For the few hours that it gets dark in Alaska during the late summer, it gets really dark. Remember, there’s an almost guaranteed chance that it’s either raining, or the sky is overcast so there’s almost no chance you’re going to have any moonlight. It’s at that moment that you realize just how dark a dark night can be. I never kept up with it but I know that even until 10 o’clock at night you’d still see sunlight, but every now and then you’d wake up in the middle of the night because nature was calling.
There is a small trail that leads from the tent to the rear of the small island. This was the place that we mostly did our private business whenever it demanded to be dealt with. Walking with a flashlight towards the back of the island with a shotgun and a roll of toilet paper can be unnerving. You’re constantly on alert for bears and other critters. The night is so dark it feels as though it swallows your entire surroundings except for whatever your flashlight is aiming towards. Such circumstances make it tremendously difficult to relax, which in turn makes the entire process seemingly impossible. It’s at times like this that the reality of your remoteness really starts to settle in. How far away you are from everything, and just how foreign the feeling of trying to use the bathroom on a tree in the pitch black is. At some point though the need overcomes the angst. You accomplish what you came to do, and hurry the hell up back to your sleeping bag; bears and boogeymen be damned.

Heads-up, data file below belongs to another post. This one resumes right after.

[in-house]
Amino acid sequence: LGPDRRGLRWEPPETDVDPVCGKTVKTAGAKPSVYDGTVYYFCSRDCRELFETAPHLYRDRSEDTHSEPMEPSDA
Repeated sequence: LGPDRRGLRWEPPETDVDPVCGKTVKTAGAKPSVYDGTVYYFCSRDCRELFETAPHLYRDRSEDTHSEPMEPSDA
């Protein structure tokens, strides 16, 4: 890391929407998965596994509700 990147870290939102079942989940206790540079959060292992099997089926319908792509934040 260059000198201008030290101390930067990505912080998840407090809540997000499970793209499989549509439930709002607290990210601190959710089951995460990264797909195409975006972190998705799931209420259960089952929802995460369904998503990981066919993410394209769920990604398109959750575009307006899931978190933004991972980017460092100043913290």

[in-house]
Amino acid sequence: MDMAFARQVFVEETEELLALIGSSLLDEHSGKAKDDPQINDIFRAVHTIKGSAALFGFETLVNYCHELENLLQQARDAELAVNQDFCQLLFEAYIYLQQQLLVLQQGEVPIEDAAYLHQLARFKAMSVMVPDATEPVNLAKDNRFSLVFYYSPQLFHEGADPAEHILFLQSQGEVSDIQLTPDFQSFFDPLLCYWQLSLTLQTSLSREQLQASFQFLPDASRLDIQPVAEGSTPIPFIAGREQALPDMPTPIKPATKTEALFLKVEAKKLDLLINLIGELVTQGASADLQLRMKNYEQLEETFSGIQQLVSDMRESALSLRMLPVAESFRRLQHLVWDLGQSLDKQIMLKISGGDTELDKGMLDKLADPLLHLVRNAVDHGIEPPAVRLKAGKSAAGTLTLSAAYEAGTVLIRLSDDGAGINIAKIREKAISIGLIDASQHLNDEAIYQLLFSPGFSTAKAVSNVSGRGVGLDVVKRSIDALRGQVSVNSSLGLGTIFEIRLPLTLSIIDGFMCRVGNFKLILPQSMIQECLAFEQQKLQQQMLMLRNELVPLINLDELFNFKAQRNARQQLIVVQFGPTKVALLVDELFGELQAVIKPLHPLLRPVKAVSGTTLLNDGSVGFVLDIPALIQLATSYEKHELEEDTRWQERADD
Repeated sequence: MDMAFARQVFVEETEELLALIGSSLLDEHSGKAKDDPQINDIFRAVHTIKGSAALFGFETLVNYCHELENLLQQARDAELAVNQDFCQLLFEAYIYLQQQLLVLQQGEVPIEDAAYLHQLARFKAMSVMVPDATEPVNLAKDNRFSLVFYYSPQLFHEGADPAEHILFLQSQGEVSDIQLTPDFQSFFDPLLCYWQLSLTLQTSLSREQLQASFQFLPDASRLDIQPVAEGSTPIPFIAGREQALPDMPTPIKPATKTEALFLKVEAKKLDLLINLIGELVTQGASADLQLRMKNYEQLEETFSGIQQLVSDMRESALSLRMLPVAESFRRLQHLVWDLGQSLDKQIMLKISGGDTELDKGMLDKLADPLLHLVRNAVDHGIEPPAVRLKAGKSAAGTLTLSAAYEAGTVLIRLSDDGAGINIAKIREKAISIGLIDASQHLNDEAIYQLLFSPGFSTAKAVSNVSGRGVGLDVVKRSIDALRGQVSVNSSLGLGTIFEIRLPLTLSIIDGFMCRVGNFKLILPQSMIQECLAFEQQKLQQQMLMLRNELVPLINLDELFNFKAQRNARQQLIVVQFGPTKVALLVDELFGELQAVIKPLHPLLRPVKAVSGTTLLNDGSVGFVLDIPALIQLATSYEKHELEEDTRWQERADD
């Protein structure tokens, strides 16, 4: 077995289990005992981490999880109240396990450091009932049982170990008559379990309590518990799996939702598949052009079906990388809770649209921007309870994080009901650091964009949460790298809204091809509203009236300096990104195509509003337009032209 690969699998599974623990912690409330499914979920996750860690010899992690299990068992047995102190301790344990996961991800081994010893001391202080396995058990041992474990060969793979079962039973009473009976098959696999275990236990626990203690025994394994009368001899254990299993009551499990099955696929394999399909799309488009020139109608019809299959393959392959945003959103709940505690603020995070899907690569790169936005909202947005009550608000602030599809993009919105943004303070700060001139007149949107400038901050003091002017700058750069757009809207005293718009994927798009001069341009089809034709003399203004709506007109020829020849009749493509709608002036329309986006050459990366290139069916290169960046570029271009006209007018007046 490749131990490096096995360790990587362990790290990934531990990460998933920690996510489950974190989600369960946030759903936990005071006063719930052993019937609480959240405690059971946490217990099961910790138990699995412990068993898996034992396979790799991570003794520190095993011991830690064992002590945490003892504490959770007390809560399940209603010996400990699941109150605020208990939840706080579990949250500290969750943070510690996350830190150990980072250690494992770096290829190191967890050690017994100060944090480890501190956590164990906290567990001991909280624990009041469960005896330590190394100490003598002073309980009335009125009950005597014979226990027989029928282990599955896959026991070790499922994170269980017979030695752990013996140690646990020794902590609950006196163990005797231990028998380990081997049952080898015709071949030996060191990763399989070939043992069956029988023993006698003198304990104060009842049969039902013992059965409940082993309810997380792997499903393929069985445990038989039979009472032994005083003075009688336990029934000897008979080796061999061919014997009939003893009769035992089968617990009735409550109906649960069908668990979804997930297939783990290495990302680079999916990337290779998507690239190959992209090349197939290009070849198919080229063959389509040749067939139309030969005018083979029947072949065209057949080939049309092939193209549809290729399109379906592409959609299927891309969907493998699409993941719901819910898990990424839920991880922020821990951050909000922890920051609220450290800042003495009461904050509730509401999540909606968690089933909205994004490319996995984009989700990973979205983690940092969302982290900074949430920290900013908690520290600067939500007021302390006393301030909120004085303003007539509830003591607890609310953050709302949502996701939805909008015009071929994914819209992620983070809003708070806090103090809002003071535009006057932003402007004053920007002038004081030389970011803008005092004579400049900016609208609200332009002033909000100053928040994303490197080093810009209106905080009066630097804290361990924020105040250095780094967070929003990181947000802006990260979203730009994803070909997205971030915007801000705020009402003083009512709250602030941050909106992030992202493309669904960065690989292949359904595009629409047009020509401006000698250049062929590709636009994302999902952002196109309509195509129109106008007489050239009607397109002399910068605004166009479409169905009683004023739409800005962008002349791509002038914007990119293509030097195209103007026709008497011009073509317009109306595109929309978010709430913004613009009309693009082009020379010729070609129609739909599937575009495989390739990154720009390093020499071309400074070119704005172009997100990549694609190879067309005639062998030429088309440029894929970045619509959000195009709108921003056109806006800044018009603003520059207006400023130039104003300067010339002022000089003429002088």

A story my dad tells often is one night he got up to answer the call and poked his head out of the tent. My dad can’t see very well. In fact, without his glasses, he’d admit his eyesight is pretty much useless. Add that to the fact that you’re not exactly the most alert when you first wake up, and you can see how frightened he must have been when he made his way out of the tent flap only to greet a mother black bear and her two cubs. When they caught sight of him both cubs shot up the nearest trees almost as though a tether yanked them into the treetops. The mother bear immediately hunched her neck and began to growl.
“George…” he called with a whisper that quickly crescendoed into a shout while slowing backing into the tent, “I thought you said they wouldn’t bother the tent.”
At the beginning of our trip, George had assured us that no black bears would come up into our camp because he had marked his territory all around the island. He informed us several times that “the bears around here are on the program. They know better than to mess with me.”
This momma didn’t get that message, and while I was half asleep I heard George yell at my father, “GET INSIDE!” and the rest of us to stay where we were.
He grabbed one of the two shotguns propped up near the entrance and barrelled through the tent flap shouting at the top of his lungs every four letter word imaginable and then some that he made up. He had the gun in one hand, but the other hand throwing everything he could grab at that bear. I think it was a folding camping chair that finally caused her to turn around and run towards the back of the island.
George has had more experience with bears than anyone I know, have met, or am likely to meet. I’m still not convinced that was the most likely outcome from such an encounter, and I’m not sure how he got away with not having to shoot her out of self-defense. Still, the bear was gone, and dad decided to hold it until the morning.